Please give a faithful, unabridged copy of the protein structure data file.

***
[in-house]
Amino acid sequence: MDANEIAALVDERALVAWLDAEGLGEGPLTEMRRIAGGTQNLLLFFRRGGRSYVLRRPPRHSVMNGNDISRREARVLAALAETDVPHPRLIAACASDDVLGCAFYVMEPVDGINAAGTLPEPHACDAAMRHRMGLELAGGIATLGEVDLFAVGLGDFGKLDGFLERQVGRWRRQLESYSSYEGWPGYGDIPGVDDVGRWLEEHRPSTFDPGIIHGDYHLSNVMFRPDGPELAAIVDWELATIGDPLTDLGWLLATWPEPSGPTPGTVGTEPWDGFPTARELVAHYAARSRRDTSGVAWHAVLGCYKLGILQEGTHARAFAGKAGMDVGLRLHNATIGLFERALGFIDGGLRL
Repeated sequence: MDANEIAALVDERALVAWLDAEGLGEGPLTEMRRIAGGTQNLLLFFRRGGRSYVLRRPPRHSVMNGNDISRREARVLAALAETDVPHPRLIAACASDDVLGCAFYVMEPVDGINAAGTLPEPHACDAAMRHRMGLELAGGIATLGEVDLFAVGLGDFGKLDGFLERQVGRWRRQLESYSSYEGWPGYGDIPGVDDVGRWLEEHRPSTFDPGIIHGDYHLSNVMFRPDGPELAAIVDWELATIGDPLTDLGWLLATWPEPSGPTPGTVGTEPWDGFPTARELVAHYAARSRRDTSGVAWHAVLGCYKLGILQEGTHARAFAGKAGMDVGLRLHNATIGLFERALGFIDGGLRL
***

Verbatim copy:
[in-house]
Amino acid sequence: MDANEIAALVDERALVAWLDAEGLGEGPLTEMRRIAGGTQNLLLFFRRGGRSYVLRRPPRHSVMNGNDISRREARVLAALAETDVPHPRLIAACASDDVLGCAFYVMEPVDGINAAGTLPEPHACDAAMRHRMGLELAGGIATLGEVDLFAVGLGDFGKLDGFLERQVGRWRRQLESYSSYEGWPGYGDIPGVDDVGRWLEEHRPSTFDPGIIHGDYHLSNVMFRPDGPELAAIVDWELATIGDPLTDLGWLLATWPEPSGPTPGTVGTEPWDGFPTARELVAHYAARSRRDTSGVAWHAVLGCYKLGILQEGTHARAFAGKAGMDVGLRLHNATIGLFERALGFIDGGLRL
Repeated sequence: MDANEIAALVDERALVAWLDAEGLGEGPLTEMRRIAGGTQNLLLFFRRGGRSYVLRRPPRHSVMNGNDISRREARVLAALAETDVPHPRLIAACASDDVLGCAFYVMEPVDGINAAGTLPEPHACDAAMRHRMGLELAGGIATLGEVDLFAVGLGDFGKLDGFLERQVGRWRRQLESYSSYEGWPGYGDIPGVDDVGRWLEEHRPSTFDPGIIHGDYHLSNVMFRPDGPELAAIVDWELATIGDPLTDLGWLLATWPEPSGPTPGTVGTEPWDGFPTARELVAHYAARSRRDTSGVAWHAVLGCYKLGILQEGTHARAFAGKAGMDVGLRLHNATIGLFERALGFIDGGLRL